FDA could approve New COVID-19 Booster Vaccines as Cases rise

FDA could approve New COVID-19 Booster Vaccines as Cases rise | The Entrepreneur Review

The Food and Drug Administration’s (FDA) imminent approval of new COVID-19 booster shots is poised to play a crucial role in the fight against a potential “tripledemic” of COVID-19, RSV (Respiratory Syncytial Virus), and influenza during the upcoming fall and winter months.

The FDA is on the verge of giving the green light to updated versions of booster shots, with reports suggesting that the authorization could come as soon as this week, though it might extend into the next. This development holds significant promise in enhancing the population’s immunity against COVID-19, especially in light of the evolving virus variants.

CDC’s Role in Recommending Booster Shots

Following the FDA’s approval, the Centers for Disease Control and Prevention (CDC) and its advisory committee will step in to provide recommendations on who should receive these booster shots and how they should be administered. The CDC’s Advisory Committee on Immunization Practices is set to convene, with a vote expected during their scheduled meeting next Tuesday. Dr. Mandy Cohen, the CDC’s director, is likely to endorse the boosters shortly after the meeting, potentially enabling rapid vaccination rollout.

However, this crucial guidance comes at a time when COVID-19 cases are surging in various regions, including Illinois, prompting questions about whether individuals should wait for the new shots or opt for currently available vaccines.

FDA expected to approve new COVID-19 booster as cases rise in US

Transition to Monovalent Boosters

Dr. Allison Arwady, the former commissioner of the Chicago Department of Public Health, suggests that individuals should consider waiting for the new vaccine, projected to be available in late September or early October. This updated vaccine is designed to combat omicron subvariants more effectively, such as the dominant XBB.1.5 strain. Illinois Department of Public Health officials have also hinted at forthcoming guidance, emphasizing the shift to monovalent COVID-19 boosters.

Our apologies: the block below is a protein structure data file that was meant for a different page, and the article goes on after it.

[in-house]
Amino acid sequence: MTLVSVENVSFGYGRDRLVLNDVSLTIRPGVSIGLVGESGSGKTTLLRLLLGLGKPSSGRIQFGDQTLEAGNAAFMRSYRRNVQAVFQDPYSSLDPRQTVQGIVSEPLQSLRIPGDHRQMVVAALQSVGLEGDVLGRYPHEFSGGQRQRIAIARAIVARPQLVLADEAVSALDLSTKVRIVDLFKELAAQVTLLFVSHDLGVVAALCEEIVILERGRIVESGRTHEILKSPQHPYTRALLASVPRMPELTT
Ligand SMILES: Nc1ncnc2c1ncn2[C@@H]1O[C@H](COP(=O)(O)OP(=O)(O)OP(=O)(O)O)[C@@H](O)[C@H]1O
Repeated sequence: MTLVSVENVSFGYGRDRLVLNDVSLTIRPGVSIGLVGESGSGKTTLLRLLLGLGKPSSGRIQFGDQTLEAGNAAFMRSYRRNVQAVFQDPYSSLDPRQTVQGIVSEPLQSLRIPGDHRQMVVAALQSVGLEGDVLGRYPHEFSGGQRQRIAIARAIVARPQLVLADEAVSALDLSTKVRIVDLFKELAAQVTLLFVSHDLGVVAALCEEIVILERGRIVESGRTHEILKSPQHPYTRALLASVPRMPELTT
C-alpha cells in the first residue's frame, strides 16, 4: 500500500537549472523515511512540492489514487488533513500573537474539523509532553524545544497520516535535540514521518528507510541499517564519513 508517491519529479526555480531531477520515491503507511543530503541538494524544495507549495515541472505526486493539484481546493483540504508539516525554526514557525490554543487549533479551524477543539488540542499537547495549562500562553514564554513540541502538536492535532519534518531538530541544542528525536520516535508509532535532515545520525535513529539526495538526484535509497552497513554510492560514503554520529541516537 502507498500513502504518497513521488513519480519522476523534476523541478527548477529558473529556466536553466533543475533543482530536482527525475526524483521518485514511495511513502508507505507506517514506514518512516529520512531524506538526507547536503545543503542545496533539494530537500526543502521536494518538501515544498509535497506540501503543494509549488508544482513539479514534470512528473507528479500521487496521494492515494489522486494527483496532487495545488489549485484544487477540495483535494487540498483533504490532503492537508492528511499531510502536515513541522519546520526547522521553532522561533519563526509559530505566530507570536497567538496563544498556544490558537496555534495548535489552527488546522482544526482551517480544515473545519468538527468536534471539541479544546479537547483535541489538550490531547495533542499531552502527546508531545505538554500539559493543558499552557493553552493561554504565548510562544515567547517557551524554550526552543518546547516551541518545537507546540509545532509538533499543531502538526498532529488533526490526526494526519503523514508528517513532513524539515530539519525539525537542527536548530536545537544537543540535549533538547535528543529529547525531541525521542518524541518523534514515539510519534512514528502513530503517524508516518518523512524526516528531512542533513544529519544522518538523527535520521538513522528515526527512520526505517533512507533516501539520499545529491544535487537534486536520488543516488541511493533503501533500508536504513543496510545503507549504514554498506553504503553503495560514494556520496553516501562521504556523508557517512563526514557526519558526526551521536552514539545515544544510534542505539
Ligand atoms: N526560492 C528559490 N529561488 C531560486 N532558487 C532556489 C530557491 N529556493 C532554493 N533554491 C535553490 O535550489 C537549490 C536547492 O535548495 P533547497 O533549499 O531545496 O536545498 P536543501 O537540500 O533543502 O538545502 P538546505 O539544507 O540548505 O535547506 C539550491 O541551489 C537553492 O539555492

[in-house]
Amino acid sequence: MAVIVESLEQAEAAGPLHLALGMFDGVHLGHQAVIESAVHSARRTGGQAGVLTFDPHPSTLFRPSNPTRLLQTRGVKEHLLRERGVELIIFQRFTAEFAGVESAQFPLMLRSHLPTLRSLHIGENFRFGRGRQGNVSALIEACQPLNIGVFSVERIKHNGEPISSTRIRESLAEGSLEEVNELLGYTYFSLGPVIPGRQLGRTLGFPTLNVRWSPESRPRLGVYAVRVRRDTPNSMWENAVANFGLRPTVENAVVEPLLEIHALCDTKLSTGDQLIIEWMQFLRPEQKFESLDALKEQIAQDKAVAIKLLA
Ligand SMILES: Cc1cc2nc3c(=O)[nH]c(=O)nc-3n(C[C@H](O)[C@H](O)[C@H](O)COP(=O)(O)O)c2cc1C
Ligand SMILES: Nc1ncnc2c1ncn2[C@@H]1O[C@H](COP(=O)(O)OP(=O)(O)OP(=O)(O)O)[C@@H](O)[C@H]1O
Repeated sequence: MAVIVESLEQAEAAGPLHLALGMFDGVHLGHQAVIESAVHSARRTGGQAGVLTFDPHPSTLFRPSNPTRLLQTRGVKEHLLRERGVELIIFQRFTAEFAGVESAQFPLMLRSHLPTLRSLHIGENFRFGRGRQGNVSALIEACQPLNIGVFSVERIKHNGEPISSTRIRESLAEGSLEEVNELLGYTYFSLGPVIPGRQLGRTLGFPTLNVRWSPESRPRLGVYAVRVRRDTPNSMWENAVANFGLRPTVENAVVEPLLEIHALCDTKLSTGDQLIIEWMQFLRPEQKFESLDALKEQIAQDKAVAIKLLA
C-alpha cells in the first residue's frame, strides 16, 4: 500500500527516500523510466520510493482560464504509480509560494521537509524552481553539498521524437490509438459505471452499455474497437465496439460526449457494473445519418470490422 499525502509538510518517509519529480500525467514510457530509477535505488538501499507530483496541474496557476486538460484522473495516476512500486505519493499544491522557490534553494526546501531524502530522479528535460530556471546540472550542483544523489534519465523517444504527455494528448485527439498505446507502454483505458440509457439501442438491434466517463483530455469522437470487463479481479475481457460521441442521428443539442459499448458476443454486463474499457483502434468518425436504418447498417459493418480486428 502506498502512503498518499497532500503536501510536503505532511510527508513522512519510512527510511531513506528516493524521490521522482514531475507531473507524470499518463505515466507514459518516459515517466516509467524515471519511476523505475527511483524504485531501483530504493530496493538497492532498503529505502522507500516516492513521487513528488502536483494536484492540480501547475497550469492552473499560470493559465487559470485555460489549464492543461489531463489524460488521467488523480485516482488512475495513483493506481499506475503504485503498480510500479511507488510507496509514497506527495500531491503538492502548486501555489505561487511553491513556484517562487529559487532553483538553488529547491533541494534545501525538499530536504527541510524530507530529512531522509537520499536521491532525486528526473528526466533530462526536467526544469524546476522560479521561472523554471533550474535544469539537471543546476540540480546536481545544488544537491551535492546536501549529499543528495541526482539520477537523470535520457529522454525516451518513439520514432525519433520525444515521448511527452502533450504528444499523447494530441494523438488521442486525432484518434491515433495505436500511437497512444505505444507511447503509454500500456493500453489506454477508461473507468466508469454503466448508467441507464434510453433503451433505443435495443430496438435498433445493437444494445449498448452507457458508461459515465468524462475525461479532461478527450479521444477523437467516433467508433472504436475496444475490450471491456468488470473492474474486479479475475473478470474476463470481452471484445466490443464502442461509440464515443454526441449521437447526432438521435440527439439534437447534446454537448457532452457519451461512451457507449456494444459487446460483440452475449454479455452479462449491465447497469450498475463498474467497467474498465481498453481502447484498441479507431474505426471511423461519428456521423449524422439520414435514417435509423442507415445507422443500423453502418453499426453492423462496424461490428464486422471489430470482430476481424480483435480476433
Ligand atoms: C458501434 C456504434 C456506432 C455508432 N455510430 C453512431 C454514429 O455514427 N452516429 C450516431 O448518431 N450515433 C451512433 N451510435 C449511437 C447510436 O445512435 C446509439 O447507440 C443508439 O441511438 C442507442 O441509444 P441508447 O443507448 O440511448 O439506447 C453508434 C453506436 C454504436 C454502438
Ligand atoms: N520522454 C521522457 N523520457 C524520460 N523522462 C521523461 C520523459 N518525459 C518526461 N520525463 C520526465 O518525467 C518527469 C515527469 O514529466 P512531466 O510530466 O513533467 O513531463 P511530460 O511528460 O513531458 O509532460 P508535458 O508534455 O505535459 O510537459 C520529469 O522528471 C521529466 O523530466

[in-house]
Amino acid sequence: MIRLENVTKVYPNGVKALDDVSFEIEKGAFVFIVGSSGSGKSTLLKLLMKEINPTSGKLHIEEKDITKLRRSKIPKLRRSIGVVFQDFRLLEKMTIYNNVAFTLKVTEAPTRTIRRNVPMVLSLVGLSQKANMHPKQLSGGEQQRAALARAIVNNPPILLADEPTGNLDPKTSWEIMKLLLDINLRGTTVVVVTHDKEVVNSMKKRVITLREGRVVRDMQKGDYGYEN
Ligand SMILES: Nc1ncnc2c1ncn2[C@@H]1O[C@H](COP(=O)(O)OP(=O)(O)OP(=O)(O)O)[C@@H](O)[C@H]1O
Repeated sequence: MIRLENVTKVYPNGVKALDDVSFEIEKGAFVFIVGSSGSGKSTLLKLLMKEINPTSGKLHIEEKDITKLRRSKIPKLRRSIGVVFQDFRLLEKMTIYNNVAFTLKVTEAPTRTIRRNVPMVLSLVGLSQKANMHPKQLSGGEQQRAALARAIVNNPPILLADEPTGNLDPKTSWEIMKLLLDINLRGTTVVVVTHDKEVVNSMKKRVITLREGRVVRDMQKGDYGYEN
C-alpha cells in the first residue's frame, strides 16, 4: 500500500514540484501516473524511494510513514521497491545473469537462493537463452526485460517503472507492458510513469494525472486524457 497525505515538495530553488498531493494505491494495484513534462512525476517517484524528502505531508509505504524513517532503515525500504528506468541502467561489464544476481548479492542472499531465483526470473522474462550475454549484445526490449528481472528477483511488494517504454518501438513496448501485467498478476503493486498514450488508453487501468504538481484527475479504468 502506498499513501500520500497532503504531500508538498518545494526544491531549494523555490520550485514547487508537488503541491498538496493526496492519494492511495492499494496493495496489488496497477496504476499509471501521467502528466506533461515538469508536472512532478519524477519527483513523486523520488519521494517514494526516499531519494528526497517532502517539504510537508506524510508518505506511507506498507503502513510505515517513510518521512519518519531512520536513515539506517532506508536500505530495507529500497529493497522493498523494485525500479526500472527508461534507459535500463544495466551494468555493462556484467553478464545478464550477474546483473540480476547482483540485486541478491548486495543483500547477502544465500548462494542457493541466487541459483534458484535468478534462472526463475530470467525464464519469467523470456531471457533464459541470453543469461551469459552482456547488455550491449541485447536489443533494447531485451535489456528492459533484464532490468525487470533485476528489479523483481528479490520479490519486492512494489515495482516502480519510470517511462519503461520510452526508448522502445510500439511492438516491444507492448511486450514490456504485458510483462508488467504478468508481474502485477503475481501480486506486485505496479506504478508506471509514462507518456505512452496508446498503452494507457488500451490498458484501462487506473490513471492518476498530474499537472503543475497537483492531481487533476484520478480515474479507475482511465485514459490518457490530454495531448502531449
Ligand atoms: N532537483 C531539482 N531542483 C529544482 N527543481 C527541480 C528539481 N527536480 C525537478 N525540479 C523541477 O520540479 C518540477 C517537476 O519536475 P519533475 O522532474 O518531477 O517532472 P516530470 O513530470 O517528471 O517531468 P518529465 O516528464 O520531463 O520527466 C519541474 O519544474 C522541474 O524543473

Currently, COVID-19 booster shots and initial doses are formulated as “bivalent” vaccines, offering protection against the original strain and specific omicron variants. However, the forthcoming monovalent vaccine doses will target the XBB.1.5 strain, aligning with the latest dominant variant in the United States.

In terms of existing COVID-19 vaccination recommendations, individuals aged six months or older are encouraged to get vaccinated. Unvaccinated individuals are advised to receive three doses of either the Moderna or Pfizer BioNTech vaccine, with a four-week interval between each dose. Those who have received their initial doses should consider a bivalent booster, while immunocompromised individuals may potentially receive a second booster under medical advice.

For individuals seeking information about their COVID-19 vaccination history, Vax Verify, accessible through the Illinois Department of Public Health (IDPH), can provide the necessary information.

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